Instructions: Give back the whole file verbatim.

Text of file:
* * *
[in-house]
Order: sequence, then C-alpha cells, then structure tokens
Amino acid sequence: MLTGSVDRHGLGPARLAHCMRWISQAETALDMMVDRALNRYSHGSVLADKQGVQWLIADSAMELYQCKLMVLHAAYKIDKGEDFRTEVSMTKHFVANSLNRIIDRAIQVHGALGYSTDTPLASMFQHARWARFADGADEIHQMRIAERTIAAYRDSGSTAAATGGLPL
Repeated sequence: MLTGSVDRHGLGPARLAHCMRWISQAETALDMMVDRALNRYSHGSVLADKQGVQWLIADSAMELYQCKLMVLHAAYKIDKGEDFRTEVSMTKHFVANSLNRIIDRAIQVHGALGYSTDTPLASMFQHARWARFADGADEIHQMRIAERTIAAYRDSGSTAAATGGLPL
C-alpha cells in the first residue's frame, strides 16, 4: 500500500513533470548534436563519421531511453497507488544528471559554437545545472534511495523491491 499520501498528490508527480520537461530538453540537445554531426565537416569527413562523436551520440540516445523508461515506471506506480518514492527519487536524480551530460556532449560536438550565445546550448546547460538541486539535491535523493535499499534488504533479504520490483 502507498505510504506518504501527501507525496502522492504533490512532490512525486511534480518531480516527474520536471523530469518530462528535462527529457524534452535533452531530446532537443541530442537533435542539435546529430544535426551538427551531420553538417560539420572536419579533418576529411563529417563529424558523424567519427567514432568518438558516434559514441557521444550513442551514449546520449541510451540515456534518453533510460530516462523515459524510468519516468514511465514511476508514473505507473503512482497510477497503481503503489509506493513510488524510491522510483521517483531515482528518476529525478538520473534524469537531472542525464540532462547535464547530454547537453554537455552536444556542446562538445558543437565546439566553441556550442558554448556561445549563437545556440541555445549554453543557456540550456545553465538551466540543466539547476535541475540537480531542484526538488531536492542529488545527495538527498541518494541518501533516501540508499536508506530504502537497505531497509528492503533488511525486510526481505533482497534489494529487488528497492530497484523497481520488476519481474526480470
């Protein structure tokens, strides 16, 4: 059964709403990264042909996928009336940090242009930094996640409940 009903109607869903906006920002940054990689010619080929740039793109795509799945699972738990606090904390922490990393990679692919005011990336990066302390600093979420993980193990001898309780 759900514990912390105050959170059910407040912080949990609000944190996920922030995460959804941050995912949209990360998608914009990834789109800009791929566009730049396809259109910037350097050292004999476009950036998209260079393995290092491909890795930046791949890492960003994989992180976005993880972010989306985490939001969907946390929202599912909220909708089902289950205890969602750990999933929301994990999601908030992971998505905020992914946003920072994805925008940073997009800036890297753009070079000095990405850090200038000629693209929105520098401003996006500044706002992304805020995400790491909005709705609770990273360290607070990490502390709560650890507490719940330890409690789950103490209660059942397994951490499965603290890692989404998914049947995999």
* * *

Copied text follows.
[in-house]
Order: sequence, then C-alpha cells, then structure tokens
Amino acid sequence: MLTGSVDRHGLGPARLAHCMRWISQAETALDMMVDRALNRYSHGSVLADKQGVQWLIADSAMELYQCKLMVLHAAYKIDKGEDFRTEVSMTKHFVANSLNRIIDRAIQVHGALGYSTDTPLASMFQHARWARFADGADEIHQMRIAERTIAAYRDSGSTAAATGGLPL
Repeated sequence: MLTGSVDRHGLGPARLAHCMRWISQAETALDMMVDRALNRYSHGSVLADKQGVQWLIADSAMELYQCKLMVLHAAYKIDKGEDFRTEVSMTKHFVANSLNRIIDRAIQVHGALGYSTDTPLASMFQHARWARFADGADEIHQMRIAERTIAAYRDSGSTAAATGGLPL
C-alpha cells in the first residue's frame, strides 16, 4: 500500500513533470548534436563519421531511453497507488544528471559554437545545472534511495523491491 499520501498528490508527480520537461530538453540537445554531426565537416569527413562523436551520440540516445523508461515506471506506480518514492527519487536524480551530460556532449560536438550565445546550448546547460538541486539535491535523493535499499534488504533479504520490483 502507498505510504506518504501527501507525496502522492504533490512532490512525486511534480518531480516527474520536471523530469518530462528535462527529457524534452535533452531530446532537443541530442537533435542539435546529430544535426551538427551531420553538417560539420572536419579533418576529411563529417563529424558523424567519427567514432568518438558516434559514441557521444550513442551514449546520449541510451540515456534518453533510460530516462523515459524510468519516468514511465514511476508514473505507473503512482497510477497503481503503489509506493513510488524510491522510483521517483531515482528518476529525478538520473534524469537531472542525464540532462547535464547530454547537453554537455552536444556542446562538445558543437565546439566553441556550442558554448556561445549563437545556440541555445549554453543557456540550456545553465538551466540543466539547476535541475540537480531542484526538488531536492542529488545527495538527498541518494541518501533516501540508499536508506530504502537497505531497509528492503533488511525486510526481505533482497534489494529487488528497492530497484523497481520488476519481474526480470
């Protein structure tokens, strides 16, 4: 059964709403990264042909996928009336940090242009930094996640409940 009903109607869903906006920002940054990689010619080929740039793109795509799945699972738990606090904390922490990393990679692919005011990336990066302390600093979420993980193990001898309780 759900514990912390105050959170059910407040912080949990609000944190996920922030995460959804941050995912949209990360998608914009990834789109800009791929566009730049396809259109910037350097050292004999476009950036998209260079393995290092491909890795930046791949890492960003994989992180976005993880972010989306985490939001969907946390929202599912909220909708089902289950205890969602750990999933929301994990999601908030992971998505905020992914946003920072994805925008940073997009800036890297753009070079000095990405850090200038000629693209929105520098401003996006500044706002992304805020995400790491909005709705609770990273360290607070990490502390709560650890507490719940330890409690789950103490209660059942397994951490499965603290890692989404998914049947995999």